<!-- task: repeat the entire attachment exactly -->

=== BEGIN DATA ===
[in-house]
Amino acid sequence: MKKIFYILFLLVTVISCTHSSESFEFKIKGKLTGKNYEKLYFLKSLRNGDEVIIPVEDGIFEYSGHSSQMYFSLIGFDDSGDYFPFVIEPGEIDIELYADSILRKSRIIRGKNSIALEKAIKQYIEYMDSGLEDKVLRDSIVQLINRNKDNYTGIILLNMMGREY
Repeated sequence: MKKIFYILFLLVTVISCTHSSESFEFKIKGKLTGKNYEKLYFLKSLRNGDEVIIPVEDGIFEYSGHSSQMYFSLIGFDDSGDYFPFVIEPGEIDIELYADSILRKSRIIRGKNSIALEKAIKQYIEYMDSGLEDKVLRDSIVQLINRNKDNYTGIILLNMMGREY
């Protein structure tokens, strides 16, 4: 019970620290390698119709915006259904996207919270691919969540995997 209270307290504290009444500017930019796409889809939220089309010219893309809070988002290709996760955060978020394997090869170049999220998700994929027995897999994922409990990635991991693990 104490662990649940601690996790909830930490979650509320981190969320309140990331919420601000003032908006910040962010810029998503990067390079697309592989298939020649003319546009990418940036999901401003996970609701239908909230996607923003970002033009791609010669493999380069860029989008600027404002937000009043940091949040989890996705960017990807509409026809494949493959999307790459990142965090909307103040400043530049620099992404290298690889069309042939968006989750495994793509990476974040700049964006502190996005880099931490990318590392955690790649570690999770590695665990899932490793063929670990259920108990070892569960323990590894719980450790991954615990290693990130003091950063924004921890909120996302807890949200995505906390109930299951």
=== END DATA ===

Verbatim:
[in-house]
Amino acid sequence: MKKIFYILFLLVTVISCTHSSESFEFKIKGKLTGKNYEKLYFLKSLRNGDEVIIPVEDGIFEYSGHSSQMYFSLIGFDDSGDYFPFVIEPGEIDIELYADSILRKSRIIRGKNSIALEKAIKQYIEYMDSGLEDKVLRDSIVQLINRNKDNYTGIILLNMMGREY
Repeated sequence: MKKIFYILFLLVTVISCTHSSESFEFKIKGKLTGKNYEKLYFLKSLRNGDEVIIPVEDGIFEYSGHSSQMYFSLIGFDDSGDYFPFVIEPGEIDIELYADSILRKSRIIRGKNSIALEKAIKQYIEYMDSGLEDKVLRDSIVQLINRNKDNYTGIILLNMMGREY
């Protein structure tokens, strides 16, 4: 019970620290390698119709915006259904996207919270691919969540995997 209270307290504290009444500017930019796409889809939220089309010219893309809070988002290709996760955060978020394997090869170049999220998700994929027995897999994922409990990635991991693990 104490662990649940601690996790909830930490979650509320981190969320309140990331919420601000003032908006910040962010810029998503990067390079697309592989298939020649003319546009990418940036999901401003996970609701239908909230996607923003970002033009791609010669493999380069860029989008600027404002937000009043940091949040989890996705960017990807509409026809494949493959999307790459990142965090909307103040400043530049620099992404290298690889069309042939968006989750495994793509990476974040700049964006502190996005880099931490990318590392955690790649570690999770590695665990899932490793063929670990259920108990070892569960323990590894719980450790991954615990290693990130003091950063924004921890909120996302807890949200995505906390109930299951």